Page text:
How long can we live on 12–16 cents a liter for gasoline?
Published: Feb 20, 2012 12:54 Updated: Feb 20, 2012 12:54
I have just finished reading “The Hidden Energy Crisis in Saudi Arabia Report” prepared by Chatham House, The Royal Institute of International Affairs, an independent body which promotes the rigorous study of international questions.
First I want to confess that we probably rank on top of the list of countries wasting valuable resources and causing excessive pollution. How long can we live on 12–16 cents a liter for gasoline?
Frankly speaking we need to cut down on unrestrained domestic fuel consumption at all levels. We need to realize that our economy is dominated by fossil fuels, the only products we export are oil and some petrochemicals.
Chatham report explains why the need for change is urgent, and what options and challenges we face in trying to address the politically sensitive issue of domestic energy prices.
The report emphasizes the notion that our domestic energy consumption could limit our exports of oil within a decade.
Is this a shocking statement or what? We need to recognize that over 80 percent of our national expenditure depends on oil revenues. We need to realize that reviving a plan from 2008 to restore production at the mothballed fields is good but not the solution.
We need to recognize that historically, we had the luxury of low energy prices mainly due to unsustainable and uncontrolled consumption. The report addresses the fact that in 1992, Saudi Arabia was one of the signatories of the UN’s Agenda 21, which committed countries to developing policies to address unsustainable patterns of consumption, including energy. Well, are we?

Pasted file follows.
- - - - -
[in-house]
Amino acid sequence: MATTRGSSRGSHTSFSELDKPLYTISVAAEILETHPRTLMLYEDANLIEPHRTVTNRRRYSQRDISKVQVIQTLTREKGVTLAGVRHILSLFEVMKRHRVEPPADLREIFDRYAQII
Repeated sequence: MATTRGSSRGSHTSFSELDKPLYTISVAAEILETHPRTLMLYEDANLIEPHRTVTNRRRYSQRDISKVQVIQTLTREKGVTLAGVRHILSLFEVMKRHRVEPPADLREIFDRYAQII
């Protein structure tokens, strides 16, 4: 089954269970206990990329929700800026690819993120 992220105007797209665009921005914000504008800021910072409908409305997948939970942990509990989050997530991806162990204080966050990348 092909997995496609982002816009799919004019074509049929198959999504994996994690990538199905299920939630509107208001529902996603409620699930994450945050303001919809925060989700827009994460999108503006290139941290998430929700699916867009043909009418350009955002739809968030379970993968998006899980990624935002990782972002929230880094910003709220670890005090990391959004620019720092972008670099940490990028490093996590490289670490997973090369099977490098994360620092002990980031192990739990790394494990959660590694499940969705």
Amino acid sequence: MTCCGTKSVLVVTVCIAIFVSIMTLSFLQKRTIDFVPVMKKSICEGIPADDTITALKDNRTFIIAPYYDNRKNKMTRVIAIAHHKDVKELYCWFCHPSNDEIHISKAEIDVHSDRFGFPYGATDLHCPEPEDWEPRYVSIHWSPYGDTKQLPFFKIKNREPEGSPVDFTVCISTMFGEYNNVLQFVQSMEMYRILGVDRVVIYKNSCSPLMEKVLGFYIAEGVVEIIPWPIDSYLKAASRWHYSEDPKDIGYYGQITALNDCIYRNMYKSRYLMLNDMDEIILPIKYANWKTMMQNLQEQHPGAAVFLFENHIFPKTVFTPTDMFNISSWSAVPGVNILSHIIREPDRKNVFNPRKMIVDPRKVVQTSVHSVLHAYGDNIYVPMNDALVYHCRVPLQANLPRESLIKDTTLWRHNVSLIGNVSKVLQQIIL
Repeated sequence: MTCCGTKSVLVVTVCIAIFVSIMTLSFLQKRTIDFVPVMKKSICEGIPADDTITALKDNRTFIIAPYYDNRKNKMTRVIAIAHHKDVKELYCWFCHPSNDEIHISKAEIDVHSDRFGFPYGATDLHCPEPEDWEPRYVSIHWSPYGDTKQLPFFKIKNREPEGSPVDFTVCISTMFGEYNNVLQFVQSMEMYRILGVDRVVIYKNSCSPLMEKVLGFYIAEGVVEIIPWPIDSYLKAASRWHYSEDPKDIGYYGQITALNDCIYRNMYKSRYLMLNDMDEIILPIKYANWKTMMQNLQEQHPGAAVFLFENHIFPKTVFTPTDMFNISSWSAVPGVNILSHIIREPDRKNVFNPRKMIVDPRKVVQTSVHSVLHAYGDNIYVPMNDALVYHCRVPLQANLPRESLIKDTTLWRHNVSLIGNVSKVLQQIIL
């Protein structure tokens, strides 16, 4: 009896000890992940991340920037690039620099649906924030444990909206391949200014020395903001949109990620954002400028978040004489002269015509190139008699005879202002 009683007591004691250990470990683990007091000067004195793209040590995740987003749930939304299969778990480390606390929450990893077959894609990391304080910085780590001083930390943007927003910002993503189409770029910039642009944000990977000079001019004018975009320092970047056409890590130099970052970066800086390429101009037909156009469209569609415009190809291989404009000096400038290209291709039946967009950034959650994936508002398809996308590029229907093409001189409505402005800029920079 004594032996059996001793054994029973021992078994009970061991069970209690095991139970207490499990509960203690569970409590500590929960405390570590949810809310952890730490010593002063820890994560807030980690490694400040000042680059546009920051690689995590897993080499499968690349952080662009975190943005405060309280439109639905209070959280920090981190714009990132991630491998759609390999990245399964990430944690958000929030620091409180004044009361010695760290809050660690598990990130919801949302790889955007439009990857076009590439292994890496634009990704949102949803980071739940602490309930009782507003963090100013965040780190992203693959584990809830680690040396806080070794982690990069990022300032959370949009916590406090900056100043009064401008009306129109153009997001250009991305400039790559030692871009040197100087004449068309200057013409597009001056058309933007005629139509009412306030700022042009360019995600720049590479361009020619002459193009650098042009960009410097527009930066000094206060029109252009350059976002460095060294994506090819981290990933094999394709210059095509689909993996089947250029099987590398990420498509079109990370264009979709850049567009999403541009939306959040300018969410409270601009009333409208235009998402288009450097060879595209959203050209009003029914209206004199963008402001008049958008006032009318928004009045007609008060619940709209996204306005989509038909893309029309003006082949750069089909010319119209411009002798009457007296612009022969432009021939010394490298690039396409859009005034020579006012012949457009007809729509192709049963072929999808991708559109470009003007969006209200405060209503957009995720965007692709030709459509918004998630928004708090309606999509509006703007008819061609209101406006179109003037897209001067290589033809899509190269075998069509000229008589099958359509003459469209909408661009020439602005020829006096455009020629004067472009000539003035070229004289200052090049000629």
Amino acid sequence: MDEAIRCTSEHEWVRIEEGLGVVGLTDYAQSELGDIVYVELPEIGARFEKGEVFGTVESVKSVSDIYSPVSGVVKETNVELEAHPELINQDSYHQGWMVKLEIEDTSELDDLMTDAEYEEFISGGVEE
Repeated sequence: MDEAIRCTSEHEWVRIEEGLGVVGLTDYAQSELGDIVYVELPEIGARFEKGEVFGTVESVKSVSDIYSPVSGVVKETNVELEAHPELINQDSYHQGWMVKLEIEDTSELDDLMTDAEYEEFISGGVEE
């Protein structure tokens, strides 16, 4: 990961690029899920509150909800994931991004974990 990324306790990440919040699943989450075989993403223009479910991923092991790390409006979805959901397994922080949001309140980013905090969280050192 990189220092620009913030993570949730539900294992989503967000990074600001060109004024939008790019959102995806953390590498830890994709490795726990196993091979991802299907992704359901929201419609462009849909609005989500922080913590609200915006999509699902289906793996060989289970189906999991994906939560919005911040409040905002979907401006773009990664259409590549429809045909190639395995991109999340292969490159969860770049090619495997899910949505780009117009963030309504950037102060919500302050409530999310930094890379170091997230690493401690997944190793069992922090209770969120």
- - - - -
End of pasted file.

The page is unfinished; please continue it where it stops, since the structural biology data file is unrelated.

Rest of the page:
We have the choice of analyzing the data in the report, or continue to act as there are no compelling reasons to act on both energy consumption and price. More important, we need to realize the need to develop a plan for post-oil economy. Pumping 9.65 million barrels a day in January is good, but how does that help future generations?
We have been successful in adding new energy supply, but is this enough? Chatham report simulations show that “adding renewable and nuclear power based on current estimates will only delay the onset of an intractable fiscal deficit by a couple of years.”
There is no doubt in my mind that we need to increase energy efficiency and lower our economy’s dependence on income from oil exports. In fact, we’re running out of time.
Does this mean we need to look again at the price of energy? Why not? There’s no doubt that certain groups as well as the poor currently benefit from the status quo, there’s also no doubt that raising prices would be met by strong opposition.
We need to recognize that there are many challenges ahead of us. How do we do it? How do we prepare the society to accept higher energy prices? The report suggests that this could be achieved by “public education campaigns and mechanisms to offset the higher costs for the most affected consumers need to be well thought out and planned for the long term.”
Would this be painful? Of course it would, but if we are serious about providing for future generations we need to start acting now.
Finally, the report suggests various recommendations including developing ambitious but realistic energy intensity targets and a program of measures to achieve them, mandating and enforcing regulation such as building and enforcing appliance standards for existing as well as new construction and installation.
We also need to prepare the public for energy pricing reforms through investment in a range of efficiency and implement a package of measures that increase private-sector employment for Saudi nationals, such as public–private partnerships to adapt infrastructure, and introduce efficiency-enhancing technologies.
Tweet: Diversification does not necessarily mean increasing supply of the same product.